By the time Elias Mudzuri, the Mayor of Harare, had arrived at his office yesterday morning, dozens of police officers and secret service agents were waiting to evict him. President Robert Mugabe's men took him to a police station, detained him for more than an hour, and then released him without charge. They warned him against ignoring previous orders to stay away from work.
Mr Mudzuri had known what to expect. He had signalled to The Independent in an interview published yesterday that he intended to ignore his suspension from office. But he was surprised by the large number of state agents deployed to harass him.
"I made a clear statement to The Independent that I am reporting back for duty today after going abroad on leave," he said. "That, together with other statements I had made, would naturally have spurred them into preparing this kind of harassment. The manner in which I was intimidated goes to prove the insanity of this regime it's beyond redemption."
He said he would report for work again and if he was prevented from using his office, he would work from home.
Mr Mudzuri, the first elected opposition Mayor of Harare, is adamant that the Mugabe regime cannot push him out of office. He said: "How can a political party that was rejected in an election, simply remove an elected official from another political party just like that? What version of democracy is this?" Mr Mudzuri defeated a candidate sponsored by Mr Mugabe in the executive mayoral election in March last year by a wide margin. Soon after taking office, he launched an anti-corruption drive that began to unearth massive graft by previous councils loyal to the Mugabe regime.
Mr Mudzuri also ended a system that had allowed Mr Mugabe's ministers and cronies to expropriate large residential and commercial plots of land from the city without paying their market value. But the Mayor's anti-corruption campaign, in which one target was Ignatius Chombo, the Local Government and Housing Minister and an important ally of Mr Mugabe, was stopped when Mr Chombo suspended him. The minister accused the Mayor of corruption but the regime failed to substantiate the charge.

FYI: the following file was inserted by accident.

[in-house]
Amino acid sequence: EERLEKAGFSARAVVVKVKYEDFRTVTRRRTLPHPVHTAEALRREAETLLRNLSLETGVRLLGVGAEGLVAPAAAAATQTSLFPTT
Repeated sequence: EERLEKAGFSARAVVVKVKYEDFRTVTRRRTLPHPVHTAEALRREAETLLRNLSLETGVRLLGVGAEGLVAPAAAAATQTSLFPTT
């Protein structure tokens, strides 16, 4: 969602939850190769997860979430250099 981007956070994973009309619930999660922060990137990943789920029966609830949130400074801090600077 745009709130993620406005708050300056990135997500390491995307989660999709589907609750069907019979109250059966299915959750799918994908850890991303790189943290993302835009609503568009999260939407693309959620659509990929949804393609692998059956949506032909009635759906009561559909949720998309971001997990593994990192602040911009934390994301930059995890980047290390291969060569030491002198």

Mr Mudzuri and his party, the Movement for Democratic Change, rejected the suspension. Even as he was being evicted from his office yesterday, Mr Mudzuri told security agents that he would return to his office.
He said the government had brought no charges against him. "If I was on the wrong side of the law, they could seek a court order barring me from reporting for duty," he said. "They will not do that because they have no case against me which they are confident of."
Charles Kennedy, the leader of the Liberal Democrats, condemned the arrest yesterday. He said: "Mayor Elias Mudzuri is a democratically elected representative of the people of Harare. In the year since he assumed office he has faced police harassment and intimidation as he has sought to fight the corruption that has become the hallmark of the Mugabe era.
"Robert Mugabe has no right to prevent him from carrying out his duties. He should be released immediately."
Mike Davies, the chairman of the Combined Harare Residents' Association, described the arrest and subsequent eviction as sustained harassment and intimidation.Reuse content